Overview: Script compilation (Advanced)
Scripting
Overview: Script compilation (Advanced)

Unity compiles all scripts to .NET dll files. The .dll files will be jit compiled at runtime.

This allows incredibly fast script execution. It is around 20 times faster than traditional javascript and around 50% slower than native C++ code. Unity might take a second to compile all your scripts when you save it. You can see if Unity is still compiling with the small spinning progress icon in the lower right corner of Unity's main window.

Script compilation is performed in 4 steps:

1. All scripts in "Standard Assets", "Pro Standard Assets" or "Plugins" are compiled first.

Scripts in one of these folders can't directly access scripts outside these folders.

It is not possible to reference the class or its variables directly, but it is possible to communicate with them using GameObject.SendMessage.

2. All scripts in "Standard Assets/Editor", "Pro Standard Assets/Editor" or "Plugins/Editor" are compiled first.

If you want to use the UnityEditor namespace you have to place your scripts in these folders. For example to add menu items or write custom wizards you have to place your scripts in those folders.

These scripts can access scripts from the previous group.

3. All scripts in "Editor" are compiled next.

If you want to use the UnityEditor namespace you have to place your scripts in these folders. For example to add menu items or write custom wizards you have to place your scripts in those folders.

These scripts can access all scripts in all previous groups. However they can not access scripts, in the last group.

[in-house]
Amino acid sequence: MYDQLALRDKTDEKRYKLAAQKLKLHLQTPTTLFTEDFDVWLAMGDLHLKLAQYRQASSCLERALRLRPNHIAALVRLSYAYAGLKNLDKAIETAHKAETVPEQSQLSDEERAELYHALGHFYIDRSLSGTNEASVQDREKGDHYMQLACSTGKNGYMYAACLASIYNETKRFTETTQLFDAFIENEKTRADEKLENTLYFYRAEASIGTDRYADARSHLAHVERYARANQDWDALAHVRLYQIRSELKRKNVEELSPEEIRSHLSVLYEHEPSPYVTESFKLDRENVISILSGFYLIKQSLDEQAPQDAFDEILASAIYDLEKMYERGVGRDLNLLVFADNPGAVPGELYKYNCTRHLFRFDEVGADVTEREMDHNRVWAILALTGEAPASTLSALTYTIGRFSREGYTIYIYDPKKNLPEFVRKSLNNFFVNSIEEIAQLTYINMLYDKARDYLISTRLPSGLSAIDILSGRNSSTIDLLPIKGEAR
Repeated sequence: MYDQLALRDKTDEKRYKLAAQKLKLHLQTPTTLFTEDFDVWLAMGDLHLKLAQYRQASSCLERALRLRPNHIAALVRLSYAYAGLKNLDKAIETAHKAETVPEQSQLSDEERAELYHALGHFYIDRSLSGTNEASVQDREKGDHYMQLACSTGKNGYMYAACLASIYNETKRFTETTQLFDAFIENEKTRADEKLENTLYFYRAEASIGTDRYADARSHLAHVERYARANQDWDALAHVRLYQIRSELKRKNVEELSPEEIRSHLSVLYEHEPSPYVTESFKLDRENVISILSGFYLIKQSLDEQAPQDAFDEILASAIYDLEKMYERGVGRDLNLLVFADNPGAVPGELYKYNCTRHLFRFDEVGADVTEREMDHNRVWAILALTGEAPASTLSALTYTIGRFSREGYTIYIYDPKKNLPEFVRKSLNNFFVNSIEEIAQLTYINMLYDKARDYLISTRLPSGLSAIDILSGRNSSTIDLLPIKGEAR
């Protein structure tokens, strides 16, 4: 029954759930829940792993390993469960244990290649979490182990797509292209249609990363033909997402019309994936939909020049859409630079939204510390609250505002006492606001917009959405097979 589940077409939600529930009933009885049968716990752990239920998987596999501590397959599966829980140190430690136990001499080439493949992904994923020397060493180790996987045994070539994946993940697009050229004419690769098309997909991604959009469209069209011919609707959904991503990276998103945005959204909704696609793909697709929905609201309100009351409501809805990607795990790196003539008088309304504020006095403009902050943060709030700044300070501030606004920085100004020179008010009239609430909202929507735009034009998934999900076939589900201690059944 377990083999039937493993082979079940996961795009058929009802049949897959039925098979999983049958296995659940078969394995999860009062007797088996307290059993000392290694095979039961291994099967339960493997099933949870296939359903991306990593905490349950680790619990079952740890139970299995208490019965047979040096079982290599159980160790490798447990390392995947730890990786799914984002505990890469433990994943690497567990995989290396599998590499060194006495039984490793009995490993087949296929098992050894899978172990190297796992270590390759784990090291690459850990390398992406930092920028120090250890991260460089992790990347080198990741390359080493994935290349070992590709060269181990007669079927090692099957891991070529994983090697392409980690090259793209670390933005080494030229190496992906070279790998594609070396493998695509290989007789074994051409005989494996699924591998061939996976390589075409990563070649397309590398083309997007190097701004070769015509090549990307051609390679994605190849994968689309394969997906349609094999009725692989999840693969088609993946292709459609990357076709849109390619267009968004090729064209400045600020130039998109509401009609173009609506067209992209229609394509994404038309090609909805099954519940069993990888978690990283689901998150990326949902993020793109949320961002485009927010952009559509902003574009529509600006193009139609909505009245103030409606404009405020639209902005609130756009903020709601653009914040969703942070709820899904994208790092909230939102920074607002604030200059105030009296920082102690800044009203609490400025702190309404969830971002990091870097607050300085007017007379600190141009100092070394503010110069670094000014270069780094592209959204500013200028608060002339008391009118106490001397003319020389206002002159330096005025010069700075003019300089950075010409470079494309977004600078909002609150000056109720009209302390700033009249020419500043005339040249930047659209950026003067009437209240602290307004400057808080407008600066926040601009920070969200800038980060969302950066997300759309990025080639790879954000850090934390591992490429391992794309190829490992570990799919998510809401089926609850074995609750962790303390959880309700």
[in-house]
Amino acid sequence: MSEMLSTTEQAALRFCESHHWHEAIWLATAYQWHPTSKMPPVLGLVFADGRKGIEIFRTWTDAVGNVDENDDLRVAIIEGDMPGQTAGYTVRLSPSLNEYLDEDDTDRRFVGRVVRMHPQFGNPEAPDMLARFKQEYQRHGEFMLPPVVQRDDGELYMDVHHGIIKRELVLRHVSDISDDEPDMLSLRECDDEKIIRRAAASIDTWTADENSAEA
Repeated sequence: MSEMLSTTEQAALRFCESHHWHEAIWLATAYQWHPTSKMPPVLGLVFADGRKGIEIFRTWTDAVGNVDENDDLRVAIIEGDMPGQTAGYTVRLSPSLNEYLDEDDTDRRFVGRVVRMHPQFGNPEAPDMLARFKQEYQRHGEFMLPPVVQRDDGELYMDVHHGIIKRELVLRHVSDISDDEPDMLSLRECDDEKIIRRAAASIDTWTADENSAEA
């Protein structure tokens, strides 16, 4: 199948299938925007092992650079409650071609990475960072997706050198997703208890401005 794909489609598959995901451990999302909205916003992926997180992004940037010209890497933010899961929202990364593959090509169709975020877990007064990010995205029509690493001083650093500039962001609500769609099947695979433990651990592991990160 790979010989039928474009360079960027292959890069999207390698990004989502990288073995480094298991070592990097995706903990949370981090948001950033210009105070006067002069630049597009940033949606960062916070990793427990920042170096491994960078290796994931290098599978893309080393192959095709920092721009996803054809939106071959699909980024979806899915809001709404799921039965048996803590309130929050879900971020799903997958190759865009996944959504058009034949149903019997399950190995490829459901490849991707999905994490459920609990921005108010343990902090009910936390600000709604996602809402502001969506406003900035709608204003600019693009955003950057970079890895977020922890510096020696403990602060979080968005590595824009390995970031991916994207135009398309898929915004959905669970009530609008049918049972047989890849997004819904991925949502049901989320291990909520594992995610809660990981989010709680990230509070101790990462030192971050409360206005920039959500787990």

This can be a problem when wirting editor code since you often want to edit scripts that are in the last group. There are two solutions: 1. Move the other script into the "Plugins" folder. 2. Take advantage of JavaScript's dynamic typing. In Javascript you don't need to know the type of a class to work with it. When using GetComponent you can just use a string instead of the type. You can also use SendMessage, which takes a string.

4. All other scripts are compiled last.

All scripts that are not in the folders above are compiled last.

All scripts that are compiled in this step have access to all scripts in the first group ("Standard Assets", "Pro Standard Assets" or "Plugins"). This allows you to let different scripting languages interoperate. For example, if you want to create a Javascript that uses a C# script: place the C# script in the "Standard Assets" folder and the Javascript outside of the "Standard Assets" folder. The Javascript can now reference the C# script directly.

Scripts that are placed in the first group, will take longer to compile, since when they are compiled the third group needs to be recompiled too. Thus if you want to reduce compile times, move scripts that seldomly change into group 1 and scripts that change a lot into group 4.